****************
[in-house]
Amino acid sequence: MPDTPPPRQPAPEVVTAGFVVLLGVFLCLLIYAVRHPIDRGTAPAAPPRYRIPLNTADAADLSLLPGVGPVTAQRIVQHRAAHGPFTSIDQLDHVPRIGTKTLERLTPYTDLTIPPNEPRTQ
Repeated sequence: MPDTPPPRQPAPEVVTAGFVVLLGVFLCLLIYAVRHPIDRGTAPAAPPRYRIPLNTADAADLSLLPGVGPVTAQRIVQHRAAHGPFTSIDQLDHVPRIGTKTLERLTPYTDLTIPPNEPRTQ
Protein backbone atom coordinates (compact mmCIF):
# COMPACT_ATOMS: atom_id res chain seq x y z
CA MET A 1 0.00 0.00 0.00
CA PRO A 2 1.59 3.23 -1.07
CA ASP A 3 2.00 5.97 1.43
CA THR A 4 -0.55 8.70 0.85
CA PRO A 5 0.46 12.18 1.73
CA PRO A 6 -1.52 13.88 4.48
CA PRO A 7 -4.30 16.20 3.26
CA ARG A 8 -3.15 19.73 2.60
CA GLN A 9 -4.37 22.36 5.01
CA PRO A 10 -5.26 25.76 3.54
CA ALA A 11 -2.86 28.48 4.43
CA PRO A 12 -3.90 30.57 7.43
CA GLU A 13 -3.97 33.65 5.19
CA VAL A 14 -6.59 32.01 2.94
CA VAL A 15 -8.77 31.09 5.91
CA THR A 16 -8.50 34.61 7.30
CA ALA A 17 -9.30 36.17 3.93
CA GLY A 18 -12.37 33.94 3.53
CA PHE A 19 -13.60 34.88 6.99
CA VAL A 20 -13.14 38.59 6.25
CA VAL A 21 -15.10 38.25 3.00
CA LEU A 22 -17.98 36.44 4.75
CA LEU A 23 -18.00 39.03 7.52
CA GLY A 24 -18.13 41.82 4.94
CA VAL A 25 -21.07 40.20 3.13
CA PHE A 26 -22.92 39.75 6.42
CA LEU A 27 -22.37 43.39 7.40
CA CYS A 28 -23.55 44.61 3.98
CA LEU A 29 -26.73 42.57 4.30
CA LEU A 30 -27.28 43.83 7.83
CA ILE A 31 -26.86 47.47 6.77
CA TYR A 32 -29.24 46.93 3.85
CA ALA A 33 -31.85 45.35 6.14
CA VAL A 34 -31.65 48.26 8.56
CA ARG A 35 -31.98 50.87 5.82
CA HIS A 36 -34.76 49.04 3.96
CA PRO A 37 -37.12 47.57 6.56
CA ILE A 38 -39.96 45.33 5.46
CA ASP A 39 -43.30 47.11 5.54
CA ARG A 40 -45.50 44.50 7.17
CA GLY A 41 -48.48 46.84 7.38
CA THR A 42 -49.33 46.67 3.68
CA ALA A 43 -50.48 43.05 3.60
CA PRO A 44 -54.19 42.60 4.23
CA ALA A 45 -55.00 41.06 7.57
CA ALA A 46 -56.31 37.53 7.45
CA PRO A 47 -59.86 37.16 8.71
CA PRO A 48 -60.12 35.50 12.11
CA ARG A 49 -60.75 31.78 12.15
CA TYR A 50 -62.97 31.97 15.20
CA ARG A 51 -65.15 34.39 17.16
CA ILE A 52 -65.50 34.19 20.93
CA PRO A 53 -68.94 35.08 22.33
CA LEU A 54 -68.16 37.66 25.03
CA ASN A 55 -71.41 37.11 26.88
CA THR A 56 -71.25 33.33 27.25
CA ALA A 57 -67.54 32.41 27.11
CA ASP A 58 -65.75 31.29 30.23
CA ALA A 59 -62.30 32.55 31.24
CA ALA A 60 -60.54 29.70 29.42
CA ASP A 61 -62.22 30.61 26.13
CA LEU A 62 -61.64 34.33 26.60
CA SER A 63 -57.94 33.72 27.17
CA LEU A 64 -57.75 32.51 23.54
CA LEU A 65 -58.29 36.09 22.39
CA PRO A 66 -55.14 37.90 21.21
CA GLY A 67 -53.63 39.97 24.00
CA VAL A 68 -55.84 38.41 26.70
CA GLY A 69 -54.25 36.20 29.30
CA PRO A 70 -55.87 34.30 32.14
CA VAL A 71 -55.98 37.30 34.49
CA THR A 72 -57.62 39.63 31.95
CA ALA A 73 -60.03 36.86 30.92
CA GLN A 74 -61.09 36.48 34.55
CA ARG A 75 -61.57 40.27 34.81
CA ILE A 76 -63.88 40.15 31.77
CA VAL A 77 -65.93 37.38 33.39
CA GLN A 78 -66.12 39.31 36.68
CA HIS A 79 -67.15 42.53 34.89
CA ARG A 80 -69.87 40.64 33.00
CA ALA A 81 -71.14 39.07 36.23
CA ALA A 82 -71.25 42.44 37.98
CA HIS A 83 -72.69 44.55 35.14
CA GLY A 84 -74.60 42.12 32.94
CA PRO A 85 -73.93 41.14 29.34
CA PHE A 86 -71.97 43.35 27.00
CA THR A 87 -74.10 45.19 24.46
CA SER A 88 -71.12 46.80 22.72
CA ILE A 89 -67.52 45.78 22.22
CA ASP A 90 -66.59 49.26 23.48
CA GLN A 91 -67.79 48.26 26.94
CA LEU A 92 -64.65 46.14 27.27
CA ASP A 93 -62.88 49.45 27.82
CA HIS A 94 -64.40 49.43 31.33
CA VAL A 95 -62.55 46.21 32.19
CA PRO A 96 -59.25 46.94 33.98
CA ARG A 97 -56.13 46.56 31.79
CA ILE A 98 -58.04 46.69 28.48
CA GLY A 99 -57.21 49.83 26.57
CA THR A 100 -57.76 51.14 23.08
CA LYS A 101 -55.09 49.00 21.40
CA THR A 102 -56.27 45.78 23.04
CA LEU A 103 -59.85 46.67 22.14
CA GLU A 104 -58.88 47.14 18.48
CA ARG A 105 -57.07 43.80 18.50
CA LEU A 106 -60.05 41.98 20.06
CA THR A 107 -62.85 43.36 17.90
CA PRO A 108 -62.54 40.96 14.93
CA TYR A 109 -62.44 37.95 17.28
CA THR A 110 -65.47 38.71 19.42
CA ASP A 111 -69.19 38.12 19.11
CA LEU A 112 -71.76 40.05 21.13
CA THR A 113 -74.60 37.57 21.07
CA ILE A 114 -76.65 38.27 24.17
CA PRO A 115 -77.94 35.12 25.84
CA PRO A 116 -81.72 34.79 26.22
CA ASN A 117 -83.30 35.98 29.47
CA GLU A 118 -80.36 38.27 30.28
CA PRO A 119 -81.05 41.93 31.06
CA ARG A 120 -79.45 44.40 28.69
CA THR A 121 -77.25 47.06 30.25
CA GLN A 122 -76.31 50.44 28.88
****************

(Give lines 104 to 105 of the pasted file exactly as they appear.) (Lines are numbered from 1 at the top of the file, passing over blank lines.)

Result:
CA GLY A 99 -57.21 49.83 26.57
CA THR A 100 -57.76 51.14 23.08